Tuesday, October 09, 2007

Off the Top of My Head

Below are some online poetry magazines that don't appear to have a problem finding good women poets to include. Now I didn't go through counting and compiling percentages, some likely have a slight male contributor tilt, I don't care about that -- they're just magazines that don't strike me as utterly narrow -- and I confess I do not know how these magazines get their women contributors, it's entirely possible they do so with large monetary bribes or threats of bodily injury. This is in no way a complete list, just some examples I quickly came up with of magazines I regularly read:

Action Yes
Caffeine Destiny
La Petite Zine
Pilot Poetry

This is why I don't buy the "women don't submit" argument. Through my own personal experience as an editor and reader of magazines like the ones above.

I do believe that some magazines don't receive many submissions from women, but that's something different. It does not mean women aren't trying to get their work published. Women poets seeking publication are not an endangered species.


At 7:01 PM, Blogger Nicholas Manning said...

True Reb, "women poets seeking publication are not an endangered species", in any sense. Thank heavens.

However, at least in the case of The Continental Review, the statistics bear out a discrepancy which I want to redress: from 56% of total initial invites having been sent to women poets, we ended up with 70% of current material being by men.

Unsatisfactory, yes, but what's the cause of this? This is not a rhetorical question. Is the video medium to blame? Is the fact of the chief editor being male? These reasons seem mildly to very ludicrous.

I'm concerned that if we accept your idea of gender discrepancy in submissions being in fact a mere myth, then there is automatically the suspicion that a male editor who declares a "lower percentage of submissions from women poets" is simply being ingenuous, or worse, surreptitiously biased.

I do think, from current experience at least, that discrepancies in submissions is a real, unfortunate phenomenon. I just want to know why it perhaps occurs, in order to address it.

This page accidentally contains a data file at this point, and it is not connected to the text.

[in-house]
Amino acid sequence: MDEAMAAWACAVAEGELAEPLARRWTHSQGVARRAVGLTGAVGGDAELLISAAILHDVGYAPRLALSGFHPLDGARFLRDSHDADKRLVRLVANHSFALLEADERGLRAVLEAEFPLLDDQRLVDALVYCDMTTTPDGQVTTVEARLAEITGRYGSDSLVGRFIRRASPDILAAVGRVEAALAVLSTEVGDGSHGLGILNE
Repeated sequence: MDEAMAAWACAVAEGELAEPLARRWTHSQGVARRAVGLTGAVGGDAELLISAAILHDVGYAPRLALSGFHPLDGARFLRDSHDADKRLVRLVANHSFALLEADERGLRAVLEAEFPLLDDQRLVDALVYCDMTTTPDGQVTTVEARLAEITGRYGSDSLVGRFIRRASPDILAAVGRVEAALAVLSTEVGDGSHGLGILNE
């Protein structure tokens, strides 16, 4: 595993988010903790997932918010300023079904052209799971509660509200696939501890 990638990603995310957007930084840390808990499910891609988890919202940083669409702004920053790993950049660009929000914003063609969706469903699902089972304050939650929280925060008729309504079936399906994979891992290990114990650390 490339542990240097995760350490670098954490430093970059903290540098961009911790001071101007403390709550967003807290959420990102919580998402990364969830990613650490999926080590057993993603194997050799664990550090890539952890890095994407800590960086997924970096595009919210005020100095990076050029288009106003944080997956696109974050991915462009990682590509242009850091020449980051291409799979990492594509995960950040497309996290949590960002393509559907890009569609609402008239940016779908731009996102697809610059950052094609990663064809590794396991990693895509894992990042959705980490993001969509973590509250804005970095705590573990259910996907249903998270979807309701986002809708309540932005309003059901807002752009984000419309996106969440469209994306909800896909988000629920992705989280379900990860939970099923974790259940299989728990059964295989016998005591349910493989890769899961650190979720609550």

At 7:55 PM, Blogger Reb said...

Nicholas, I'm not sure if the video medium is a factor or not. At first I thought perhaps there could an economic factor, but video cameras aren't especially expensive these days -- although perhaps more men own them than women? Of the people you invited to submit, do you have any idea how many of them have the equipment to make videos? Have you noticed an age discrepancy as well? There's a time factor of putting together a video that perhaps allude some women who are primarily responsible for childcare, but I don't think that is a sufficient enough explanation either. I definitely do not think it's has anything to do with you being a man (unless you have some kind of reputation, which I'm not aware of).

I don't think I said or implied that the discrepancy between submissions is a "mere myth" -- but a phenomena that is not across the board. In the Continental Review's case, there may be additional factors. I'd be interested if any one else had any ideas why that may be.

At 8:25 PM, Blogger Didi Menendez said...

Nicholas has a different medium than the one being discussed. I know I am going to get hit over the head with what I am going to say but women are more technically challenged than men. Okay. I could technically prove this becasue of the submission process involved with mipoesias regarding sending in photos...just sending in a photo sometimes is challenging...much less a video........ This can also be said for older men or both genders that are still more apt to send in their submissions to a print publication (possibly because they are actually still using a typewriter).

Look at Diana DiPrima. She will not submit to web based magazines. Diana DiPrima who is considered one of the few Beat Women Poets does not submit to web based magazines. I am not going to assume the reason behind this only that I find it fascinating that she of all the women in the world would say no to something innovative and new.

Okay I am ducking now.



At 8:36 PM, Blogger Didi Menendez said...

P.s - the remark I made above is from personally receiving an email from here telling me sorry charlie.


At 8:37 PM, Blogger Didi Menendez said...

and also some women are notorious for

I meant her and not here above.


At 8:43 PM, Blogger Reb said...

Hmm, I don't know Didi -- a number of men have trouble sending online submissions to NTM -- and all that involves is cutting and pasting into an e-mail.